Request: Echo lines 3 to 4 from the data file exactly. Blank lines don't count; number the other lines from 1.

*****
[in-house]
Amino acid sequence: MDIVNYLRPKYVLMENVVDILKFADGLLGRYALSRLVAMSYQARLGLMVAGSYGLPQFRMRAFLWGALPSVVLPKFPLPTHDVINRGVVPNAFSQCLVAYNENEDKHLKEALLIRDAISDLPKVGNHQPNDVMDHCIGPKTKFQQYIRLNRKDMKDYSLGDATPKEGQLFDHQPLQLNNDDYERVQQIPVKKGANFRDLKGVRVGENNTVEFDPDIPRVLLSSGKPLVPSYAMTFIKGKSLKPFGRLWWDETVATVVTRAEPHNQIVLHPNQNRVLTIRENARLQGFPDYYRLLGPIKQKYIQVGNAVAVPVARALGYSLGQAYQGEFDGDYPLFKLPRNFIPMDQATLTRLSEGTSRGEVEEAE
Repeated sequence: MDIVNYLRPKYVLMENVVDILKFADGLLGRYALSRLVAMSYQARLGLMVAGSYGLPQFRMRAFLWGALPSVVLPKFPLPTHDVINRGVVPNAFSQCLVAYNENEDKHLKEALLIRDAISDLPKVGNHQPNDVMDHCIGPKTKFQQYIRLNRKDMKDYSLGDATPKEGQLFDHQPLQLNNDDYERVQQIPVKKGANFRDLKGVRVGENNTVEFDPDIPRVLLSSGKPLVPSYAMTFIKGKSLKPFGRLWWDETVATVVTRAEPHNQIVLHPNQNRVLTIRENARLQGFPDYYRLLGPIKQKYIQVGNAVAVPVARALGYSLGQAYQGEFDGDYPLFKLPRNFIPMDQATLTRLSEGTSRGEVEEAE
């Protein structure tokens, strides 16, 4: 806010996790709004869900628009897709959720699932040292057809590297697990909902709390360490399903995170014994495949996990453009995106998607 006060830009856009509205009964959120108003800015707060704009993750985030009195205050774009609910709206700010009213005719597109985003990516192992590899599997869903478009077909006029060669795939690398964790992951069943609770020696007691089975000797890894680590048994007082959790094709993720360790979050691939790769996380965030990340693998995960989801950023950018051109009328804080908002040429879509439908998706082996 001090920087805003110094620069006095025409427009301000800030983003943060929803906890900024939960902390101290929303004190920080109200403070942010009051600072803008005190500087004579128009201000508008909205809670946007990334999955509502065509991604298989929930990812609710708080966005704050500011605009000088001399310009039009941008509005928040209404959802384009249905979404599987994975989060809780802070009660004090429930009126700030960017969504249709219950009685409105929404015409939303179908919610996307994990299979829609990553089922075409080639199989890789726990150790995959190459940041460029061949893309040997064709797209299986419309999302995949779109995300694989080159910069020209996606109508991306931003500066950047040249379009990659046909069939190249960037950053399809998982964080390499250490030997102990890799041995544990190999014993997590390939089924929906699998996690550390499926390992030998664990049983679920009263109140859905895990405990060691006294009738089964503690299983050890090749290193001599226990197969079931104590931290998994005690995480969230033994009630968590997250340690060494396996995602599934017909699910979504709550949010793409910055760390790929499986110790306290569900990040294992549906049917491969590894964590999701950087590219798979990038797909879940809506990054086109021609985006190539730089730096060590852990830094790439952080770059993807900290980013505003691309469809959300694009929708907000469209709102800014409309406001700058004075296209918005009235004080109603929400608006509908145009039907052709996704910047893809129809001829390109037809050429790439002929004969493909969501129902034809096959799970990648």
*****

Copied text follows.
Repeated sequence: MDIVNYLRPKYVLMENVVDILKFADGLLGRYALSRLVAMSYQARLGLMVAGSYGLPQFRMRAFLWGALPSVVLPKFPLPTHDVINRGVVPNAFSQCLVAYNENEDKHLKEALLIRDAISDLPKVGNHQPNDVMDHCIGPKTKFQQYIRLNRKDMKDYSLGDATPKEGQLFDHQPLQLNNDDYERVQQIPVKKGANFRDLKGVRVGENNTVEFDPDIPRVLLSSGKPLVPSYAMTFIKGKSLKPFGRLWWDETVATVVTRAEPHNQIVLHPNQNRVLTIRENARLQGFPDYYRLLGPIKQKYIQVGNAVAVPVARALGYSLGQAYQGEFDGDYPLFKLPRNFIPMDQATLTRLSEGTSRGEVEEAE
């Protein structure tokens, strides 16, 4: 806010996790709004869900628009897709959720699932040292057809590297697990909902709390360490399903995170014994495949996990453009995106998607 006060830009856009509205009964959120108003800015707060704009993750985030009195205050774009609910709206700010009213005719597109985003990516192992590899599997869903478009077909006029060669795939690398964790992951069943609770020696007691089975000797890894680590048994007082959790094709993720360790979050691939790769996380965030990340693998995960989801950023950018051109009328804080908002040429879509439908998706082996 001090920087805003110094620069006095025409427009301000800030983003943060929803906890900024939960902390101290929303004190920080109200403070942010009051600072803008005190500087004579128009201000508008909205809670946007990334999955509502065509991604298989929930990812609710708080966005704050500011605009000088001399310009039009941008509005928040209404959802384009249905979404599987994975989060809780802070009660004090429930009126700030960017969504249709219950009685409105929404015409939303179908919610996307994990299979829609990553089922075409080639199989890789726990150790995959190459940041460029061949893309040997064709797209299986419309999302995949779109995300694989080159910069020209996606109508991306931003500066950047040249379009990659046909069939190249960037950053399809998982964080390499250490030997102990890799041995544990190999014993997590390939089924929906699998996690550390499926390992030998664990049983679920009263109140859905895990405990060691006294009738089964503690299983050890090749290193001599226990197969079931104590931290998994005690995480969230033994009630968590997250340690060494396996995602599934017909699910979504709550949010793409910055760390790929499986110790306290569900990040294992549906049917491969590894964590999701950087590219798979990038797909879940809506990054086109021609985006190539730089730096060590852990830094790439952080770059993807900290980013505003691309469809959300694009929708907000469209709102800014409309406001700058004075296209918005009235004080109603929400608006509908145009039907052709996704910047893809129809001829390109037809050429790439002929004969493909969501129902034809096959799970990648």